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The size of Europe’s alternatives boom is revealed

Euro_signThe bonanza that Europe’s alternative investment industry has experienced in recent years has been reflected in the “most comprehensive analysis ever undertaken” of the market.

Total assets under management for the European alternatives industry reached a record €1.48 trillion, as of September 2017, according to fund managers Amundi and data provider Preqin.

Europe-focused private capital funds – including private equity, private debt, real estate and real assets – not only fed the growth with €184 billion raised in 2017, but capital has increased in these vehicles every year since 2011.

Hedge funds based in Europe saw €27 billion of inflows in 2017 spread across 52% of market players.

Amundi and Preqin said strong capital-raising had been supported by performance. Private capital funds focused on the region returned an average of 14.7% in the five years to September 2017, higher than funds focused on either North America (13.1%) or Asia (12.5%).

The data also showed Europe-focused hedge funds posted average annualised returns of 6.33% in the five years to the end of March 2018, above the 1.94% posted by the FTSE 100 in the same period.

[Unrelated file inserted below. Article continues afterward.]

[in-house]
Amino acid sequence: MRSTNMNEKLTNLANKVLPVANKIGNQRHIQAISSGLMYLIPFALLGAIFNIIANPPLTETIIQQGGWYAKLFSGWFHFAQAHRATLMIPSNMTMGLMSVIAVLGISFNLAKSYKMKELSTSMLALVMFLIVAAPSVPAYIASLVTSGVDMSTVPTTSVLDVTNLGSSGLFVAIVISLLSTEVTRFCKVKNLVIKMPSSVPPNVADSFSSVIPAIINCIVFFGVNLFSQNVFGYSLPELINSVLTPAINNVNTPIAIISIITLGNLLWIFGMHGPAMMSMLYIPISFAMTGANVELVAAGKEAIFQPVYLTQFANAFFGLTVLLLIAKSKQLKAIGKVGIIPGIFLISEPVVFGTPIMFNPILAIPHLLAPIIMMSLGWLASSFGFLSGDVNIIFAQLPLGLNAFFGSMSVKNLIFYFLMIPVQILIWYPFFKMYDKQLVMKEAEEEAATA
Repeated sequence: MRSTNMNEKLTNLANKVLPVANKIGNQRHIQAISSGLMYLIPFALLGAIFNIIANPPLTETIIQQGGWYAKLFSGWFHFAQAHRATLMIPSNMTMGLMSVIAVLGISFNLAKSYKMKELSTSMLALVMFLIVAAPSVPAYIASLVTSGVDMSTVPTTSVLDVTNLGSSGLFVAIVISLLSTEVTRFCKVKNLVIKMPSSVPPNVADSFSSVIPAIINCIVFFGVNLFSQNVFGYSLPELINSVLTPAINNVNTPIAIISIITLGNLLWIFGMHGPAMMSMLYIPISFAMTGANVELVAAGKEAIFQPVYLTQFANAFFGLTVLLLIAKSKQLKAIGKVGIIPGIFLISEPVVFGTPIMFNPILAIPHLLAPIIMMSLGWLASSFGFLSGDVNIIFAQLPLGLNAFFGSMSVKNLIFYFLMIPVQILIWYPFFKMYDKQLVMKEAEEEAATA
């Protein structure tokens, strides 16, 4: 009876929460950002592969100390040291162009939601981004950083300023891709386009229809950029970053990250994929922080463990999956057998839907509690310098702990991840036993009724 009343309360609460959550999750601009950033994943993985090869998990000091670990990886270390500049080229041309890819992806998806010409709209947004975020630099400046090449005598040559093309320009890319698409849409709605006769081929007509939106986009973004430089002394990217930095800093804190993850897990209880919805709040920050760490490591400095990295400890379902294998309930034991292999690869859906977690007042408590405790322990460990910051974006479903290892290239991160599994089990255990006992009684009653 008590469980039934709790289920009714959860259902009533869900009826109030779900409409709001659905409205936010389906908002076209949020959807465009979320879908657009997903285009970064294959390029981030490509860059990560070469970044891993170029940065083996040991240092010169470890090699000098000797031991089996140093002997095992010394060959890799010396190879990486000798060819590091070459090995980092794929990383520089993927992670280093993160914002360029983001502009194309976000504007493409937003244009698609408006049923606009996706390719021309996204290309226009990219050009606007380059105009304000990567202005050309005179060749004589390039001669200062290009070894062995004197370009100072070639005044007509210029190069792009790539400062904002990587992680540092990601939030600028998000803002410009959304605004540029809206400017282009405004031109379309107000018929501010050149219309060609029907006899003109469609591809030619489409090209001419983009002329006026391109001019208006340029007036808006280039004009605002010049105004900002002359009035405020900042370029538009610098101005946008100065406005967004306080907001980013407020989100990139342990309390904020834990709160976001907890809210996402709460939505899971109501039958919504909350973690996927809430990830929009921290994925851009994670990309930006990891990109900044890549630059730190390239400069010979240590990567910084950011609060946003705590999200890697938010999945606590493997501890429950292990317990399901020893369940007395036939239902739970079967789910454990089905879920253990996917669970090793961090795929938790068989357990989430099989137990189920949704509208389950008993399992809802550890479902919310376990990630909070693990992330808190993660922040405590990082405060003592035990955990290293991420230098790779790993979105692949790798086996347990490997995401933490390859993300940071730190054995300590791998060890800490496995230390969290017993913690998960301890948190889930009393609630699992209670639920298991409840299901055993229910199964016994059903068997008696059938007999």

Amundi and Preqin said their ‘Alternative assets in Europe’ report is the most comprehensive analysis ever undertaken of the market in Europe.

There are over 5,700 fund management firms and 2,800 institutional investors in Europe overseeing investments across private equity, private debt, real estate, infrastructure, natural resources and hedge funds.

The total assets under management for the alternative assets industry in Europe reached a record €1.48 trillion, as of September 2017.

Mark O’Hare, chief executive of Preqin, said European alternatives were in “rude health”, but that “the coming years won’t be without challenges”.

He pointed towards more stringent regulation, and towards the impact on the availability of financing once quantitative easing ends.

Pedro Antonio Arias, global head of real and alternative assets at Amundi, said: “It is no longer just European banks and governments that are providing funding for the real economy: insurance companies and pension schemes are also playing their part.

“The popularity of alternative investments among pension schemes and insurance companies is well understood: the unconventional monetary policies developed in response to the Global Financial Crisis had a significant impact on all asset classes.”

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